Staff photo by Troy Stolt / RN Lauren Dean fills syringes with the Moderna COVID-19 vaccine inside of the pharmacy at the Hamilton County Health Department's new COVID Vaccination POD at the CARTA Bus Terminal on Thursday, Jan. 28, 2021, in Chattanooga, Tenn.

This story was updated at 5:58 p.m. on Thursday, Feb. 4, 2021, with more information.

Hamilton County will begin vaccinating people ages 70 and older despite the county receiving no additional COVID-19 vaccines from the state, which announced Tuesday it expects a 15% increase in weekly vaccine shipments.

Hamilton County Mayor Jim Coppinger reported the eligibility change Thursday during a presentation streamed on YouTube. He said the county would follow guidance that the state issued Monday asking counties to drop the eligibility age from 75 to 70.

Becky Barnes, administrator for the Hamilton County Health Department, said the decision provides continuity in eligibility across the state. Moving the age bracket makes around 16,200 more people eligible alongside the approximately 26,500 people age 75 and older in the county, Barnes said.

"We've always wanted to move and open up to all tiers as soon as possible. But we also wanted to give ages 75 and above ample opportunity to get vaccinated," Barnes said. "The vaccine supply has always been the problem."

Hamilton County receives around 4,200 first doses of the Pfizer-BioNTech vaccine a week and is not expected to see an increase in the shipment sizes, Barnes said.

The local announcement provides specifics that the Tennessee Department of Health did not provide Tuesday when it said it expects a 15% increase in the size of weekly shipments from the federal government, a bump from around 80,000 to 93,000 a week, through February.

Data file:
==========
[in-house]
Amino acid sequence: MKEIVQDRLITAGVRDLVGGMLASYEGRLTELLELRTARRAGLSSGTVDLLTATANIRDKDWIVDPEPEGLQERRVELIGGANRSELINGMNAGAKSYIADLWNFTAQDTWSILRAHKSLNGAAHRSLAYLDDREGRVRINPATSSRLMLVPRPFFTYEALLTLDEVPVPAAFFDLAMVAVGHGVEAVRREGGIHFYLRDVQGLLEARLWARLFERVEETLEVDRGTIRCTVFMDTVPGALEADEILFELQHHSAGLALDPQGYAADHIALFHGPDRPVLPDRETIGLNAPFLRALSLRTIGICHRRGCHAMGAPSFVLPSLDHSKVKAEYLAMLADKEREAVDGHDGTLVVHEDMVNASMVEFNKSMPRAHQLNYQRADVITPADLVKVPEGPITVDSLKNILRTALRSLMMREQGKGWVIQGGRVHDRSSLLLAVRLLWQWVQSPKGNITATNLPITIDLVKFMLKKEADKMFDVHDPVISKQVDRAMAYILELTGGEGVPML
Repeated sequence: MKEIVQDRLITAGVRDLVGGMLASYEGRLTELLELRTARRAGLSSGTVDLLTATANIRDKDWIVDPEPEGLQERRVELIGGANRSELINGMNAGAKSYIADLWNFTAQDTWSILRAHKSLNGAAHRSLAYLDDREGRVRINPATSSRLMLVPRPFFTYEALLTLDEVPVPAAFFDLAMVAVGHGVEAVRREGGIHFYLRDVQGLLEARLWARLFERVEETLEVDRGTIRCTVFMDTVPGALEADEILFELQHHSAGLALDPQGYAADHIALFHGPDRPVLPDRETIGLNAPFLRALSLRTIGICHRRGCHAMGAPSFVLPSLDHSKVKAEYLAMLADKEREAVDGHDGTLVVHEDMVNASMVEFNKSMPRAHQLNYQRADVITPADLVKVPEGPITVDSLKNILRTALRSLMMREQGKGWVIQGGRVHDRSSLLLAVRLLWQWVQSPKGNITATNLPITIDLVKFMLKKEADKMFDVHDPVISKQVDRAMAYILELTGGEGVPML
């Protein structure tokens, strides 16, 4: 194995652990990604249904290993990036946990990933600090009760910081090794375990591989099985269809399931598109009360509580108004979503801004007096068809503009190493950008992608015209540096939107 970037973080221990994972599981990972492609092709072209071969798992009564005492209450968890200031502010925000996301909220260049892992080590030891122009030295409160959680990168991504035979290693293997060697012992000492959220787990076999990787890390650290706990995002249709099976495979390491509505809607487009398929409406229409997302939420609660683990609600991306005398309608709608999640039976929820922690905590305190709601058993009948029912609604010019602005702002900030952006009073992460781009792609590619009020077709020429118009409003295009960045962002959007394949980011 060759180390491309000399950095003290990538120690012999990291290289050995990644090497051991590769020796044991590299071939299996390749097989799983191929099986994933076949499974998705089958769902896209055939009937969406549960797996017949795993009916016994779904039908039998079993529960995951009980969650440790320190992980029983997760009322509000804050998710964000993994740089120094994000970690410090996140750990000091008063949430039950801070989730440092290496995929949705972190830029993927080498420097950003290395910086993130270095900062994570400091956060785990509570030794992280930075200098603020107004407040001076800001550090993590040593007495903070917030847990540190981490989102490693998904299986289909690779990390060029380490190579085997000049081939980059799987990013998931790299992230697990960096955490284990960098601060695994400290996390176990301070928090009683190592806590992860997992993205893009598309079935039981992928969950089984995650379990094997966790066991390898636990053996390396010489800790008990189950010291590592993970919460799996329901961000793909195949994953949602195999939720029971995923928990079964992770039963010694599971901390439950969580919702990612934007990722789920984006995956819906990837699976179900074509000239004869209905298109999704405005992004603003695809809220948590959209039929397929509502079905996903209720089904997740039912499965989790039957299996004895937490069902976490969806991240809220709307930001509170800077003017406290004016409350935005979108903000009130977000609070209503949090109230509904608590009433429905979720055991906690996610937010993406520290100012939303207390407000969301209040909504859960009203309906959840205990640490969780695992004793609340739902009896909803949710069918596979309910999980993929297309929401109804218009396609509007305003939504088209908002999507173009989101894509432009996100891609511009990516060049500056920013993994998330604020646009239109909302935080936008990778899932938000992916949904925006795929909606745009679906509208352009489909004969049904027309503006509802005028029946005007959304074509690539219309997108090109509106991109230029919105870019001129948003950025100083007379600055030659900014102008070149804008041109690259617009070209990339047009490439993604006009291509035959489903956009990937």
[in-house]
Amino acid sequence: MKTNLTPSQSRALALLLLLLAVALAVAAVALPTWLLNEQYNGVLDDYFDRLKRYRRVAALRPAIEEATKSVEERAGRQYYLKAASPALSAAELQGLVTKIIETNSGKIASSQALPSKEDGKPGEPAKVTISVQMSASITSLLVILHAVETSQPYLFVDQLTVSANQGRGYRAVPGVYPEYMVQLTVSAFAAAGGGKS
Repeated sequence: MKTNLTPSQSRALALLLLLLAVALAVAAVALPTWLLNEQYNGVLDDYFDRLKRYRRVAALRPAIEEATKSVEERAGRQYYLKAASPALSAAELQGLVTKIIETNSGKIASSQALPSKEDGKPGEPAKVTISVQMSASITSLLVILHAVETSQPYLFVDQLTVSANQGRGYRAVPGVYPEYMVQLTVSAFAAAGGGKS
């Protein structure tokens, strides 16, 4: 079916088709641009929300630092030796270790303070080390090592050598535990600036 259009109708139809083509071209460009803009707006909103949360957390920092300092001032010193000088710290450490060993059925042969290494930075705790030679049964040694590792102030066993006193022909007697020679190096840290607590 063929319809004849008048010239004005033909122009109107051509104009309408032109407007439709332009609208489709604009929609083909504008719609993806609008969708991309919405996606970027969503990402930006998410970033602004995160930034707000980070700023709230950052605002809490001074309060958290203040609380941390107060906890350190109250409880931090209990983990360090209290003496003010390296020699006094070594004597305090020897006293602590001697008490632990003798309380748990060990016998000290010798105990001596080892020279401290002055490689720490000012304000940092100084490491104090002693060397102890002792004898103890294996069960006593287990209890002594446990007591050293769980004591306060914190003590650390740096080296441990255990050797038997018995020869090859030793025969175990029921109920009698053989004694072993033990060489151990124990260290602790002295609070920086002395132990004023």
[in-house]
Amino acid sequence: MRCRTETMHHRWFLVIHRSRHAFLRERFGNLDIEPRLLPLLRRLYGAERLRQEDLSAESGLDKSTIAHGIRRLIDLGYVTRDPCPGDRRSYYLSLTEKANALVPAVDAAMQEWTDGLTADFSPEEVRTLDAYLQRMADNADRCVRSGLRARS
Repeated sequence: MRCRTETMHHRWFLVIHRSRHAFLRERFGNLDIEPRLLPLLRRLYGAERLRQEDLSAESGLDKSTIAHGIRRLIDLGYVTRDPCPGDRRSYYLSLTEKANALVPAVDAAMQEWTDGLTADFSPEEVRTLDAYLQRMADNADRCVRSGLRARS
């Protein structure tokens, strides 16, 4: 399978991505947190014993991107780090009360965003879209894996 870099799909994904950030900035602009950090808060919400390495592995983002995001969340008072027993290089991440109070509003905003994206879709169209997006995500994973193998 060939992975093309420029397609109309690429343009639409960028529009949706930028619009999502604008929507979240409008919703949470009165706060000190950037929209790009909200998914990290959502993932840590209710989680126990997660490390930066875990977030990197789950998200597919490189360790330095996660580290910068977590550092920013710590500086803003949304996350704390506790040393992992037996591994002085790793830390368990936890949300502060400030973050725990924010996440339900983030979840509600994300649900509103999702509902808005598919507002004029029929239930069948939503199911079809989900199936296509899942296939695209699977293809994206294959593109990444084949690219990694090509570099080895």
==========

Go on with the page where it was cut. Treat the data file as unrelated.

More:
"Sounds great," Coppinger said Thursday. "The only problem is it didn't help us because we're using Pfizer vaccine. The increase was with Moderna. So, as a result, we're still getting consistently the number we have been getting. But we are proud the state's getting more and it's helping other communities throughout the state of Tennessee."

The state health department did not disclose which counties would not receive a boost during its announcement this week.

On Wednesday, the Times Free Press requested data from the Tennessee Department of Health about the possible increase in first-round doses Hamilton County should expect following the state's announcement. A spokesperson from the state responded that such data was "not available at this time."

Nearly 30,000 Hamilton County residents have been vaccinated, according to data released Thursday from the county health department. The new data shows 64% of doses have gone to white residents with 7% being given to Black residents. Another 16% of the doses were not assigned a racial category as of Thursday.

Just over 400 doses, or 2% of the total, have been given to Hispanic residents in the county, a population that was hit especially hard in the early months of the pandemic. This week, the county announced a partnership with Clinica Medicos to begin providing doses to better reach underserved communities.

Hamilton County is averaging 122 new COVID-19 cases a day in the past week, a figure that was nearly four times higher a month ago. As of Thursday, 97 people were hospitalized with the virus with 44 people in the intensive care unit. The county added 10 new deaths from the virus, bringing the county total to 394.

Fewer people in the Chattanooga area are being tested for the virus, Barnes said. In mid-January, the county was averaging around 1,400 tests a day but on Thursday the county averaged 918 tests a day in the past week.

Barnes and Coppinger urged local residents to avoid Super Bowl parties or other gatherings this weekend. Such gatherings with people of different households could spread the virus and risk the progress the county is making in slowing the spread.

Contact Wyatt Massey at or 423-757-6249. Follow him on Twitter @news4mass.